Foster care children are the most drugged of all.
Alienation, however it manifests, is killing millions of  Americans.

How can everything be wonderful and getting better every moment when more children and teenagers kill themselves with each passing year? When children and teenagers and young adults are enduring a mental health crisis, how can we neglect what our politics has failed to do? As liquid capital has been allowed to dictate the norms of our world, reality itself is liquidized and replaced by virtual substitutes. Youth, with no defined roots or common good to attach themselves to, are burdened with the task of self-creation, a self-creation that is actually promoted and defined by a market which calls for every bond to be dissolved and replaced by a profitable dissatisfaction. So it is that even their own bodies are weaponized against them.

The evidence is before our eyes but we lack the will to see it or the strength to admit the prevailing orthodoxy is ill-equipped to understand the depths of the crisis. It’s time we admit that, whatever great gifts our economic and technological progress have bestowed upon us, we have done nothing to off-set the negative consequences of that progress. The balance sheet is not drawn in favor of human good, but for the good of a System which counts success in numbers. Our failure to recognize human beings have needs other than to watch large numbers get larger, or gadgets get smaller, has created a culture of despair, of addiction, of waste, of inhumanity. We must restore a vocabulary which has a fuller understanding of the human condition, which does not run to programs or markets to solve problems, but understands the depth of our need for meaningful relationships and lasting bonds.

Christian Democracy is what is missing from our vision. Not to be confused with the Religious Right, Christian Democracy recognizes values other than utilitarianism, growth, or mere respect from the powerful. It restores a voice to those left voiceless by The System.

We need a politics which does more than try to win elections. Christian Democracy enables us to encounter and hear our neighbors. We need a politics that worries about more than electable candidates. Christian Democracy meets this need by knowing a strategy is only as good as its motivating values. We need a politics where people outside gated communities are heard, not merely managed. This requires subsidiarity, a principle too quickly discarded for its difficulties, but that Christian Democracy recognizes as necessary to some degree for common flourishing.

We need a politics willing to do more than encourage polarization or self-righteous tribalism. Christian Democracy is rooted in the humility of Christ, and reminds us we, too, are sinners, and that we are called to love people even while disagreeing with them. We need a politics unafraid to ask what a good life looks like beyond “college degree, resume-building, travel, and access to cutting-edge technology and fine dining.” Christian Democracy understands a human life is not a mere balance sheet tabulating up the pleasant and unpleasant experiences, but a gift bestowed by God. Peace, love, wonder, and Theosis are our highest callings. They cannot be purchased, they cannot be sold.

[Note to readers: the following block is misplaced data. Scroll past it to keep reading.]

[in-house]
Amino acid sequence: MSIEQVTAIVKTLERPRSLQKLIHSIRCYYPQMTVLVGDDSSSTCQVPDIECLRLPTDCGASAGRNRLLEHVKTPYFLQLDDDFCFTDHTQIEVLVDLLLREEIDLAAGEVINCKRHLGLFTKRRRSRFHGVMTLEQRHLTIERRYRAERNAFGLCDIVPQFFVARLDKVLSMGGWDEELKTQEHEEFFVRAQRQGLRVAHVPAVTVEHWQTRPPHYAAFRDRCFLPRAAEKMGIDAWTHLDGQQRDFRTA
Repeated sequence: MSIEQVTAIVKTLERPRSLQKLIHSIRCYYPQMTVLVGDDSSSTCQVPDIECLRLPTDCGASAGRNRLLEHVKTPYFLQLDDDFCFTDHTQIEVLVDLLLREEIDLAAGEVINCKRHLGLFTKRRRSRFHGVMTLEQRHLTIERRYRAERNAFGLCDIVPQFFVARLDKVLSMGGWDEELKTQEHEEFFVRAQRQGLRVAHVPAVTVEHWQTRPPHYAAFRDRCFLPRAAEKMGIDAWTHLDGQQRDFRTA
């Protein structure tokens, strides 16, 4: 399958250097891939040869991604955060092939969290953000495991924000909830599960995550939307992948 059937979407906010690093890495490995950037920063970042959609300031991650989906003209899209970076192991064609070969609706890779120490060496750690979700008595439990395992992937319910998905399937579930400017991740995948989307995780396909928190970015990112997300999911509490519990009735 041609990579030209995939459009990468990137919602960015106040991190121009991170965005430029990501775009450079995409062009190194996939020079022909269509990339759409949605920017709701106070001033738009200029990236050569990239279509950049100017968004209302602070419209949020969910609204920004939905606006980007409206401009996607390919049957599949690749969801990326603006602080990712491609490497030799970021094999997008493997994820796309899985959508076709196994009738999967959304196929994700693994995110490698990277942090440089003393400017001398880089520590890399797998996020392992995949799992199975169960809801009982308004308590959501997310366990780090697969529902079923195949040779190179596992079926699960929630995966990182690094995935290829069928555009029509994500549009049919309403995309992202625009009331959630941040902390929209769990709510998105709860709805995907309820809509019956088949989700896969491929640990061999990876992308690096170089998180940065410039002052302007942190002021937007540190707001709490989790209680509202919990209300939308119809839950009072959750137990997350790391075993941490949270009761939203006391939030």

We need a politics that asks what makes a community, what makes a home. Christian Democracy, recognizing how the family stabilizes and provides a context for finding our place in the world, is able to identify the catastrophic effects of what Zygmunt Bauman called “liquid modernity.” We have long endured a process of  liquidization which devours mediating institutions and uproots families in order to make them more manageable workers or consumers (depending upon where you live in the world). Christian Democracy seeks to protect the family and local communities, knowing that it is relationships which best heal, and it is restored relationships we crave. We need a politics willing to ask if machines serve people, or if people serve machines. Christian Democracy can be open to the positive changes of technology, but is willing to step in when the progress of machines interferes with the good of people. We need a politics that asks how many people have to die to acknowledge mass despair is a political issue, we need a politics that asks what progress could ever mean in a world where any child commits suicide, let alone one where more and more do so. Christian Democracy maintains an unshakeable commitment to the truth that our good cannot be found by liquidizing those things which make for human flourishing simply in order to be richer, more autonomous, or better entertained. It instead proclaims every human being is of irreplaceable worth from conception to natural death, and we are bound to one another as neighbors and children of God.

Too often political choices are framed as though if we act in our self-interest we are acting amorally, while if we act guided by morality we are acting altruistically. We must reject any such distinctions. If we are to succeed as a political party, it will be by articulating and demonstrating how moral politics (a politics rooted not in the performance of markets or the aggregation of statistics, but in the fundamental dignity of every human being), is in the self-interest of every single human being.

Our politics have too long ignored the eggs smashed against The System. The coltan miner in the Congo who works as a virtual slave is the egg. The Chinese worker in the iPhone factory with suicide nets outside the windows is the egg. The dispossessed farmer in India is the egg. Our youth facing unemployment or prison are the egg.The laid-off factory worker in Ohio is the egg. The teenagers addicted to social media and unable to identify the cause of their increasing anxiety are the egg.